Judith Butler is Maxine Elliot Professor in the Department of Comparative Literature and the Program of Critical Theory at the University of California, Berkeley. She is the author of numerous books, such as Gender Trouble: Feminism and the Subversion of Identity (1990), Bodies That Matter: On the Discursive Limits of “Sex” (1993), The Psychic Life of Power: Theories of Subjection (1997), Precarious Life: Powers of Violence and Mourning (2004); Frames of War: When Is Life Grievable? (2009). Her most recent books include: Parting Ways: Jewishness and the Critique of Zionism (2012), and Notes Toward a Performative Theory of Assembly (2015). She is also active in gender and sexual politics and human rights, anti-war politics. She received the Adorno Prize from the City of Frankfurt (2012) in honor of her contributions to feminist and moral philosophy, the Brudner Prize from Yale University for lifetime achievement in gay and lesbian studies, and the Research Lecturer honor at UC Berkeley in 2005. She has received honorary degrees from Université Bordeaux-III, Université Paris-VII, Grinnell College, McGill University, University of St. Andrews, Université de Fribourg in Switzerland, Universidad de Costa Rica, Universidad de Buenos Aires in Argentina, and the Université de Liége in Belgium.
Adriana Cavarero, Professor of Political Philosophy, Università degli Studi di Verona. Adriana Cavarerois anItalian philosopher and feminist thinker. She works at the University of Verona, has been Visiting Professor at Warwick University, the University of California, Berkeley and Santa Barbara, and at the New York University. Her writings focus on feminist theory, ancient philosophy, Hannah Arendt, theories of narration and vocality, and on a wide range of issues in political philosophy and literature. Among her books: In Spite of Plato; Stately Bodies; Relating Narratives: Storytelling and Selfhood; For More Than One Voice: Toward a Philosophy of Vocal Expression;Horrorism: Naming Contemporary Violence; Inclinations: A Critique of Rectitude.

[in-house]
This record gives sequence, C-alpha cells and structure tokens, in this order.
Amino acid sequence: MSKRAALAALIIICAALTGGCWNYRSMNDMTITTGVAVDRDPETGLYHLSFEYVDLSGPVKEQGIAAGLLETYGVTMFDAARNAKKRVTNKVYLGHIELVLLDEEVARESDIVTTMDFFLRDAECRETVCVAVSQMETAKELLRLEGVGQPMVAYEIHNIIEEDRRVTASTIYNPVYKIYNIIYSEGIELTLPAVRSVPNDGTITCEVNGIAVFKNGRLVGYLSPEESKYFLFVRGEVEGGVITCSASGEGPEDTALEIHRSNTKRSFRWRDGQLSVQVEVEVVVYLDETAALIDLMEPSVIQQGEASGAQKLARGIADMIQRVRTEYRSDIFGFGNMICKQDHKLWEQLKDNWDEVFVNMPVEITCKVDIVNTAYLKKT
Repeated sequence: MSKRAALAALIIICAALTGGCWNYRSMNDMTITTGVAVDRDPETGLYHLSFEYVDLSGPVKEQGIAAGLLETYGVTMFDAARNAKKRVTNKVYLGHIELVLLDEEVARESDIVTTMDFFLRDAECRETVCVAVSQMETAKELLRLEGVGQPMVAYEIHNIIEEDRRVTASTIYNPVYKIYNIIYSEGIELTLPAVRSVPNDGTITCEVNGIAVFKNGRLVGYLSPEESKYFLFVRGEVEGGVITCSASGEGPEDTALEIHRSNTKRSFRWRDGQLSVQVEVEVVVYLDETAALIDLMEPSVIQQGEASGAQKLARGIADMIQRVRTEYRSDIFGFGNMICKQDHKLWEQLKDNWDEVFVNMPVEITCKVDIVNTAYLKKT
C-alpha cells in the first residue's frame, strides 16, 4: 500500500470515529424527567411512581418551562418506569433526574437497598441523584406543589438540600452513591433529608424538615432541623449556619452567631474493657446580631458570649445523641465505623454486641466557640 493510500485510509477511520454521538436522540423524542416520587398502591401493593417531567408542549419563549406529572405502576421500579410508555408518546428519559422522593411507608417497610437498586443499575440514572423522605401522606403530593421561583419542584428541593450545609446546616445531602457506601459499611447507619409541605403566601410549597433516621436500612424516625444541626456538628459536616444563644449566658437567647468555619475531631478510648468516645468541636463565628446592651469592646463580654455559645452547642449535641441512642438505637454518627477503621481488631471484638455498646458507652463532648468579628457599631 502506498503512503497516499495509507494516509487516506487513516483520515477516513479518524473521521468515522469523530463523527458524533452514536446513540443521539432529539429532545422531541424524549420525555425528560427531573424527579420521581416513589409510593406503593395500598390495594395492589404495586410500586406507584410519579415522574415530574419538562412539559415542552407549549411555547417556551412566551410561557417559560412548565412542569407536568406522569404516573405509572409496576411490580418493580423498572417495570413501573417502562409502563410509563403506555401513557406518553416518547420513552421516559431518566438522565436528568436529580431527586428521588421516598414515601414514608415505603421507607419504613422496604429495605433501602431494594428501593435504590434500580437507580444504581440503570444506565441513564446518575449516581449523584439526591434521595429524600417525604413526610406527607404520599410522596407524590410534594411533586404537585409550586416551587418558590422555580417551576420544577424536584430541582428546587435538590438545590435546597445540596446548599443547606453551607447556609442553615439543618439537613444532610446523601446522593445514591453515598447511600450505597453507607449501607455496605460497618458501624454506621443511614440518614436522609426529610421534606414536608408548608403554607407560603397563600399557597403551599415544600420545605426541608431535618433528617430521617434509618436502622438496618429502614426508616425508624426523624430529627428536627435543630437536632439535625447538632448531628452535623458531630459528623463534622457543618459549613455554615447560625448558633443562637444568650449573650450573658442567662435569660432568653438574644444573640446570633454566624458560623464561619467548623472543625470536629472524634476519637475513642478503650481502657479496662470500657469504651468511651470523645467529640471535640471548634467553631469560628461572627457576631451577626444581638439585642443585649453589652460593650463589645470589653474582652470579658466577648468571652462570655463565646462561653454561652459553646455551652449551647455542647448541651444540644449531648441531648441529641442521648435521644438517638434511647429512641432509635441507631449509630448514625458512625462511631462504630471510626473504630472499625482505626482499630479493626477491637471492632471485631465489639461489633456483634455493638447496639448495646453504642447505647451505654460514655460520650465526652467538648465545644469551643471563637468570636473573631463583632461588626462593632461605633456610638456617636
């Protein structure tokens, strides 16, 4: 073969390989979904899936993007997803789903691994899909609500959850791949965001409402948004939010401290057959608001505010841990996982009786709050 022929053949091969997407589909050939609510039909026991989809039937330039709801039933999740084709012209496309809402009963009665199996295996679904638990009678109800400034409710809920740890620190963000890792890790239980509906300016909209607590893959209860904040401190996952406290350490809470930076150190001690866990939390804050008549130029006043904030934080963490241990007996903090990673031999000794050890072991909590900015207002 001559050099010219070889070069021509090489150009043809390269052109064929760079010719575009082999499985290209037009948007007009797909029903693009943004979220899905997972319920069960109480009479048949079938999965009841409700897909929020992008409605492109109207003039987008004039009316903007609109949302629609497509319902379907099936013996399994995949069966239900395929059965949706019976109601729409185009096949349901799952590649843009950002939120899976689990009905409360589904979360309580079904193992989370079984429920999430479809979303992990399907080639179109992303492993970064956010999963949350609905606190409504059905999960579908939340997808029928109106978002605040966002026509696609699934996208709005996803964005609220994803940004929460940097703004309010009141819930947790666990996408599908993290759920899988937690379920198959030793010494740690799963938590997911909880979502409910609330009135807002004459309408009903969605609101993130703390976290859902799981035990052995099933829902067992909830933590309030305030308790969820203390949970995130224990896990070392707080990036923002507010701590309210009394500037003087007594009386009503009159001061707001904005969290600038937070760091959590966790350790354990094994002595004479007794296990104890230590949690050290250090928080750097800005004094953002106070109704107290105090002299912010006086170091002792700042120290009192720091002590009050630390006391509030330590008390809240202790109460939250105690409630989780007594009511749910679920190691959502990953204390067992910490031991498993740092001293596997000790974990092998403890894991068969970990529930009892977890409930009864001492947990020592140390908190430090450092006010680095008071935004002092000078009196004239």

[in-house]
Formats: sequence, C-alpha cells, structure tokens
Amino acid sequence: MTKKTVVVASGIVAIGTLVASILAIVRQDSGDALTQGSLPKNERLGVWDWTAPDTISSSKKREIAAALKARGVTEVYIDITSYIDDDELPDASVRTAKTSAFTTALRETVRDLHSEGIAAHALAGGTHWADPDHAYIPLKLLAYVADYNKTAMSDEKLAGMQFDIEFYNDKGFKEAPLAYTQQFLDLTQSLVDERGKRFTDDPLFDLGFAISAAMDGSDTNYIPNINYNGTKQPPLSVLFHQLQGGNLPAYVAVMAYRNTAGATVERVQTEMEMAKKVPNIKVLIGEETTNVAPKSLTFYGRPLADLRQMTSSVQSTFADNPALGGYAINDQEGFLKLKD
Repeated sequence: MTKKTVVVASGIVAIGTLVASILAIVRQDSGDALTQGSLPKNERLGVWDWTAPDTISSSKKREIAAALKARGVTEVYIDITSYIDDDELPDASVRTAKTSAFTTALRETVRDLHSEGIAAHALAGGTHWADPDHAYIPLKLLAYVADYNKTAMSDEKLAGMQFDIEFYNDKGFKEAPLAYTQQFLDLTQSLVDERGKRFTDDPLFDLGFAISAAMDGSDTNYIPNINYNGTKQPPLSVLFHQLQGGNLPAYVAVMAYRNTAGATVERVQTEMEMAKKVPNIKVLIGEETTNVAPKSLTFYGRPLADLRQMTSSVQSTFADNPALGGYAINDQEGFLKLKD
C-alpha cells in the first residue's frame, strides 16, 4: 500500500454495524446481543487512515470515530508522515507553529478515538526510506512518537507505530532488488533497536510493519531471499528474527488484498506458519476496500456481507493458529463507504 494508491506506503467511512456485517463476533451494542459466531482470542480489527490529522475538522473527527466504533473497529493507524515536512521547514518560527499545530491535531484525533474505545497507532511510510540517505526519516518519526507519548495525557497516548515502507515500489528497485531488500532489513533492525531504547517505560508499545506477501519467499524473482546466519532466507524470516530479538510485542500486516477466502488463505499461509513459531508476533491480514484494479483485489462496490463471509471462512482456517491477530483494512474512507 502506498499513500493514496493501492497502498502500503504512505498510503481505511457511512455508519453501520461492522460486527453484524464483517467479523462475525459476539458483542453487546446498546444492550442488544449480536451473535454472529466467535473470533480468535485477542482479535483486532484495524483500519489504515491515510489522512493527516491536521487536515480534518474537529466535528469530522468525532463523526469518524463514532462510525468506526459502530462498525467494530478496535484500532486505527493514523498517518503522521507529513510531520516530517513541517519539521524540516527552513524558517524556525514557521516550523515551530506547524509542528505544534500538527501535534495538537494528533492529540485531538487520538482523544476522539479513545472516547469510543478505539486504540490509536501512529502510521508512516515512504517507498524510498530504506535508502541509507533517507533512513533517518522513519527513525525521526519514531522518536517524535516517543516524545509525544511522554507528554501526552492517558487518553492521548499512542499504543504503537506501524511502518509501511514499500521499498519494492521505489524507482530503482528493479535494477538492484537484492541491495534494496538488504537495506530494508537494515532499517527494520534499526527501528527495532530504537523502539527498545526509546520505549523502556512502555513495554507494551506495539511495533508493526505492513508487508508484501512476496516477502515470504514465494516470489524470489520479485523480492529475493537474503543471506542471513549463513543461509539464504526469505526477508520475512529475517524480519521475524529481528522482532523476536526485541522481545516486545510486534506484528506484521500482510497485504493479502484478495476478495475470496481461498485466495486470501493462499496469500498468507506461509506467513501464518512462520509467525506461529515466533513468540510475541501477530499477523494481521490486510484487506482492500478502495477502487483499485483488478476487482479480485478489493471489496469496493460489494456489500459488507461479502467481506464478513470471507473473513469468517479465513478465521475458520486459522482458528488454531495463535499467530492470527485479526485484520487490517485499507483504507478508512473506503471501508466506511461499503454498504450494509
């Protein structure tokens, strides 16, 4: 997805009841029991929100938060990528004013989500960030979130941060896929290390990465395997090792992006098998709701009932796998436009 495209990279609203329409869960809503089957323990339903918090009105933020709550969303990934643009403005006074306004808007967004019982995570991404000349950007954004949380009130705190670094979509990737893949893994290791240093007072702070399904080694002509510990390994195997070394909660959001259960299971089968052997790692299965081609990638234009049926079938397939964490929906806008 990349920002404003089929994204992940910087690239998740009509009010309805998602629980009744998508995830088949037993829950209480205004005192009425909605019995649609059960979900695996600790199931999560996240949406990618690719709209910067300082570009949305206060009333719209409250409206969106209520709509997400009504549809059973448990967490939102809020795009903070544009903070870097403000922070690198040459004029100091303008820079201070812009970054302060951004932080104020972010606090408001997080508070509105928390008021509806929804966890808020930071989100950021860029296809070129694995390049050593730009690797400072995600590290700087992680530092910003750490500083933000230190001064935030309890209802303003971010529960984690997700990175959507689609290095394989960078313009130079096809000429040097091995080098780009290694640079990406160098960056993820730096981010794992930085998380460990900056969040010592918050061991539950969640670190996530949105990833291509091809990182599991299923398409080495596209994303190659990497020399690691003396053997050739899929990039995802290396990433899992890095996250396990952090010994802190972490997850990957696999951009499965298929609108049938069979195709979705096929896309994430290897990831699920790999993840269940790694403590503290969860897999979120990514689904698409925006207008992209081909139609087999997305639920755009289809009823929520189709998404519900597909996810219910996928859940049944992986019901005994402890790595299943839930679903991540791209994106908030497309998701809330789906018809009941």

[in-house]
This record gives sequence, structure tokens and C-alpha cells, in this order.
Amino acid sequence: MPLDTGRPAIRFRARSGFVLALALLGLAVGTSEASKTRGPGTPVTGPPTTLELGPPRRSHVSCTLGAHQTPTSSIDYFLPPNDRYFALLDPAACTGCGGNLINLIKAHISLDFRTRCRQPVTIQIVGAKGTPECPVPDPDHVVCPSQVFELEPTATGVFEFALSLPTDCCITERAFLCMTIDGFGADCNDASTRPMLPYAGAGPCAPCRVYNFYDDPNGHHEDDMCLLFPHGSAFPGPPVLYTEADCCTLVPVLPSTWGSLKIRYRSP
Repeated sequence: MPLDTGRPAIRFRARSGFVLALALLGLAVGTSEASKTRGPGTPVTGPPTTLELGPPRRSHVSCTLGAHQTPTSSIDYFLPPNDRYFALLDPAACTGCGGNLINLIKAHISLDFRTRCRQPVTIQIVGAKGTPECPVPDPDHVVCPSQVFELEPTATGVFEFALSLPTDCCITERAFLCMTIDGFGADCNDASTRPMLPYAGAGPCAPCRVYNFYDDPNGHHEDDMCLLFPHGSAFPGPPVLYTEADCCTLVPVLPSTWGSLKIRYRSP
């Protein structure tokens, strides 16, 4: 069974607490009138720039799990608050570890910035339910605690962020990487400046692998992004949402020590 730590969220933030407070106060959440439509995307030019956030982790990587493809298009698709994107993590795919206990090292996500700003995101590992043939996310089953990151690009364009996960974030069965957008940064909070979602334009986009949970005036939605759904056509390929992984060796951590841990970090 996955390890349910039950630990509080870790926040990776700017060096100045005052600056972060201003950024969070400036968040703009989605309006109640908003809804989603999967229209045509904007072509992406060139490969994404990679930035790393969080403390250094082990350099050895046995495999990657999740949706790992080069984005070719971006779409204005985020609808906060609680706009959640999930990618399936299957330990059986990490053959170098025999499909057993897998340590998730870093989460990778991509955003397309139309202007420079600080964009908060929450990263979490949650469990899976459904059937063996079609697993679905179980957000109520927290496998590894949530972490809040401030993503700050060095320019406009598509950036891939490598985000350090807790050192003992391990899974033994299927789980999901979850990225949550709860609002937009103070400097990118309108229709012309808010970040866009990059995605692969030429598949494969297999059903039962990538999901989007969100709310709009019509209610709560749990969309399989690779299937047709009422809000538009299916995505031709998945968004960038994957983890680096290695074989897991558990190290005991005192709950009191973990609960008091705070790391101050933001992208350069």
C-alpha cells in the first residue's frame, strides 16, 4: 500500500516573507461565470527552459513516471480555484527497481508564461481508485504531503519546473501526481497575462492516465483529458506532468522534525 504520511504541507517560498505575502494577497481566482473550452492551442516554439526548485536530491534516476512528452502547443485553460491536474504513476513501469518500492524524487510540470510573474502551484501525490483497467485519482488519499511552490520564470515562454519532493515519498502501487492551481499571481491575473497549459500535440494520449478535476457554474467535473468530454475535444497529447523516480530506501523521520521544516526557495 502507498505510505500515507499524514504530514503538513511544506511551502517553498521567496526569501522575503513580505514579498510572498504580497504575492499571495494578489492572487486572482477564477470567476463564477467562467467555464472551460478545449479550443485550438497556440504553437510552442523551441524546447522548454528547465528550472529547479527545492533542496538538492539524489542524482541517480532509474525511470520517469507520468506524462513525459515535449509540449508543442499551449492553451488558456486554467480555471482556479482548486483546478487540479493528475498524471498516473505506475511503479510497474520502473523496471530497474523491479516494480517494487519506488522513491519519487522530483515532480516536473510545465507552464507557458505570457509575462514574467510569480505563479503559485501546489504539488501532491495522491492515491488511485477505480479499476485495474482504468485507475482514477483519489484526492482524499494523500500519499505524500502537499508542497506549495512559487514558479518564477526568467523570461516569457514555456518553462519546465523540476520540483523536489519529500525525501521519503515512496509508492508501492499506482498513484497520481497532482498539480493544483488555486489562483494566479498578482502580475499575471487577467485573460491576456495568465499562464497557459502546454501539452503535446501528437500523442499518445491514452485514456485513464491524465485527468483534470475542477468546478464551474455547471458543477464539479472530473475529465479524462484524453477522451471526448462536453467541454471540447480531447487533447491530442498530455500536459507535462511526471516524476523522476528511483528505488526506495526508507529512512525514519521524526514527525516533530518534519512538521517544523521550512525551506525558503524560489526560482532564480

Amelia Jones, Robert A. Day Professor of Art and Design, USC Los Angeles. Amelia Jonesis the Robert A. Day Professor at the Roski School of Art and Design at University of Southern California. A curator and a theorist and historian of art and performance, her recent publications include Seeing Differently: A History and Theory of Identification and the Visual Arts (2012), Perform Repeat Record: Live Art in History (2012), co-edited with Adrian Heathfield, the edited volume Sexuality (2014), and, co-edited with Erin Silver, Otherwise: Imagining Queer Feminist Art Histories (2016). Her exhibition Material Traces: Time and the Gesture in Contemporary Art took place in 2013 in Montreal. She programmed the events Trans-Montréal (2015) and Live Artists Live (at USC in 2016). She edited “On Trans/Performance,” a special issue of Performance Research (October 2016).